Sunday, July 20, 2008

Megalochori, the little "big village" in Santorini

We rented a scooter and this is what you will see when driving around the island -- white washed houses. I think there is a strict regulation that you cannot paint your house with any color other than white, or any of the pastel colors allowed.

On the way to Perissa which is another beach stretch in Santorini with our Peugeot scooter that looked more like a huge motorbike really, we saw a sign on the main road that said – Greek Traditional Village: Megalochori

I told Dutchman we should go there one day and indeed the next day we did the village visits to Pyrgos which will be my next entry and Megalochori.

The white and quiet narrow alleys of Megalochori. This bell tower gateway gave an authentic and charming feel. The village also has a few churches.

Typical white traditional Cycladic houses in Megalochori with blue doors and windows. Greek salad for snack and this bread is really delicious. I love dipping bread with olive oil mixed with balsamico + salt + pepper.

Megalochori – or Megalohori in Greek means “Big Village” which is a rather blunt euphemistic twist as there are less than 500 resident houses in the village. They, however say that the most powerful families in Santorini used to live here, perhaps shaping, and influencing the name of this little quiet town.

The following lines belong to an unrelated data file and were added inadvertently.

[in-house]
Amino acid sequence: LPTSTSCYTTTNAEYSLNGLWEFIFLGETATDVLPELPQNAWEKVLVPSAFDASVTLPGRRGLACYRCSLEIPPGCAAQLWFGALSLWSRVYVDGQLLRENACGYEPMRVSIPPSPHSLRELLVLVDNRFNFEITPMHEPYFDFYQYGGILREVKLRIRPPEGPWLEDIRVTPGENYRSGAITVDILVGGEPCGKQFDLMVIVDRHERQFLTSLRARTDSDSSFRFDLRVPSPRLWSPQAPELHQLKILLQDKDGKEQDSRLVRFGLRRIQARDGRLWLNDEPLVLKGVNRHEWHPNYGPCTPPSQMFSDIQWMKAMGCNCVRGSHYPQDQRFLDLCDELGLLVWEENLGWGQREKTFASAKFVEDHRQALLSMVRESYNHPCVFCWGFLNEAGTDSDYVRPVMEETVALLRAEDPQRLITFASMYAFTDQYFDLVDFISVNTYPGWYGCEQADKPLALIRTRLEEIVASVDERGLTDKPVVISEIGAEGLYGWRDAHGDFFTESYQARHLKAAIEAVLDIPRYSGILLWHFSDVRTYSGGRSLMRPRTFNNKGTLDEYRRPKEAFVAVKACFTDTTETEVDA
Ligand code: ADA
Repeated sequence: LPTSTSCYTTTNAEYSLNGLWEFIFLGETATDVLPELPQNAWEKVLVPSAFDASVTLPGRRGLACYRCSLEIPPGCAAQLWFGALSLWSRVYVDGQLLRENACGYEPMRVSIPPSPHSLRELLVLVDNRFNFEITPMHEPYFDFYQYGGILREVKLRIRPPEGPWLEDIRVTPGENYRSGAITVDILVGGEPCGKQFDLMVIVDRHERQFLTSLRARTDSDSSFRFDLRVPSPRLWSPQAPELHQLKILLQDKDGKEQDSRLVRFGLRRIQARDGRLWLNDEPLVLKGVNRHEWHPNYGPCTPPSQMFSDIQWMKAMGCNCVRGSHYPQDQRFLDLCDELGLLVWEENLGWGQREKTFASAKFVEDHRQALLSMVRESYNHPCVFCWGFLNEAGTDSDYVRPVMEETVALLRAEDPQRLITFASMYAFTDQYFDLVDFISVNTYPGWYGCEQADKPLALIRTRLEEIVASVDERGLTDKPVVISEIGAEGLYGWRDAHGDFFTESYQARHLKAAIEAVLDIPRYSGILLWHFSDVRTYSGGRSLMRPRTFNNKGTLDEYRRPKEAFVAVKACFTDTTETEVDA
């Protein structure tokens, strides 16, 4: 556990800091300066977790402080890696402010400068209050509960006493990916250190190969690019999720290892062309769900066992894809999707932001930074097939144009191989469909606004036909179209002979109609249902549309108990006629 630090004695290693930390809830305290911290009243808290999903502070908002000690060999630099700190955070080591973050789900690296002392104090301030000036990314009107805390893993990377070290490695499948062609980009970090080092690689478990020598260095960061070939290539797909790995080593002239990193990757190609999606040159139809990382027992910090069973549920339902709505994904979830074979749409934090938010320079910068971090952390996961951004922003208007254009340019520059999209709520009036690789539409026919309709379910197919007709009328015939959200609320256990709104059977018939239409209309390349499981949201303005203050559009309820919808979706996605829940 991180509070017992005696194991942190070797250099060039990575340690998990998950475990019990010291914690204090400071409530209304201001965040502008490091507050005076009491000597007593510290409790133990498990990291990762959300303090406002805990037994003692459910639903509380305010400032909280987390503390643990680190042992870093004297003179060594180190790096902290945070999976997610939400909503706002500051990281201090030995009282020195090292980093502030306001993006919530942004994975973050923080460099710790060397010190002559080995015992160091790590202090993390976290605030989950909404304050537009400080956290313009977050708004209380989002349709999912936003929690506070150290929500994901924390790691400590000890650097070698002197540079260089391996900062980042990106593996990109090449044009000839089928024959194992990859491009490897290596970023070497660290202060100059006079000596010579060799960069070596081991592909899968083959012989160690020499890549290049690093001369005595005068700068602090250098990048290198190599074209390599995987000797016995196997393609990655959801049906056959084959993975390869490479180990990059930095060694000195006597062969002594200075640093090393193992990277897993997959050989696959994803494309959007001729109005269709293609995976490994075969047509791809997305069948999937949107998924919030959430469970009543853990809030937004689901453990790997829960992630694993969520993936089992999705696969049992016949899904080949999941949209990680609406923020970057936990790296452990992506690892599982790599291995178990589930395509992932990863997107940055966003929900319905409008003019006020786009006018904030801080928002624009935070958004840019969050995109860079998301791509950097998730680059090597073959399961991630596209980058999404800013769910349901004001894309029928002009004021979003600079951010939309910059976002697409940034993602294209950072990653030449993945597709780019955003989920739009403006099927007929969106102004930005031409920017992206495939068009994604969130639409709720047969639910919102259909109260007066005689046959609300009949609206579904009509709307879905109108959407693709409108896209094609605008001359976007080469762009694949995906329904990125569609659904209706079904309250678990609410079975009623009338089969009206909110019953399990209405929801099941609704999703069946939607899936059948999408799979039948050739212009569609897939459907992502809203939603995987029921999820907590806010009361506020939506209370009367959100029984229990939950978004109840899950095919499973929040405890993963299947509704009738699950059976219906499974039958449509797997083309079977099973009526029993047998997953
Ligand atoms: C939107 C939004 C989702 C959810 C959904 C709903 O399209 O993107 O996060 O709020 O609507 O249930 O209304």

It is also one of the Greek villages in the island that managed to keep its traditional ambience. White-washed houses and architectural features that typifies the archetypal Cycladic house, narrow quiet alleys drenched in white paint, corner streets that leads you to a flight of steps bringing you to yet another narrow alley washed in white, are all available to see, to be explored, and to be experienced when you step inside this immaculate white village.

More fotos of Megalochori can be found here: Megalochori - Santorini, Greece

The pretty church bell tower that also serves as the gateway to the main square of the village where the taverns congregate - that is me by the way standing under the arch gateway in the foto. Next foto is one of the taverns in the square and I love the how the pink bougainvillas hang from the wooden trellis.

The little town is also home to the local fine craft of wine making, a once major economic livelihood in Santorini. Boutaris, the largest and well known wine factory in the island offers educational and cultural wine tours.

I never bothered to drag the unwilling Dutchman to the wine factory, not even to the wine museum near Kamari where we stayed (he already protested before I entertained the thought!) as I knew this would only be a pure, and nothing less, cultural nightmare for him.

Travel Period: July 2008
Destination: Megalochori (Santorini - Cyclades Islands), Greece

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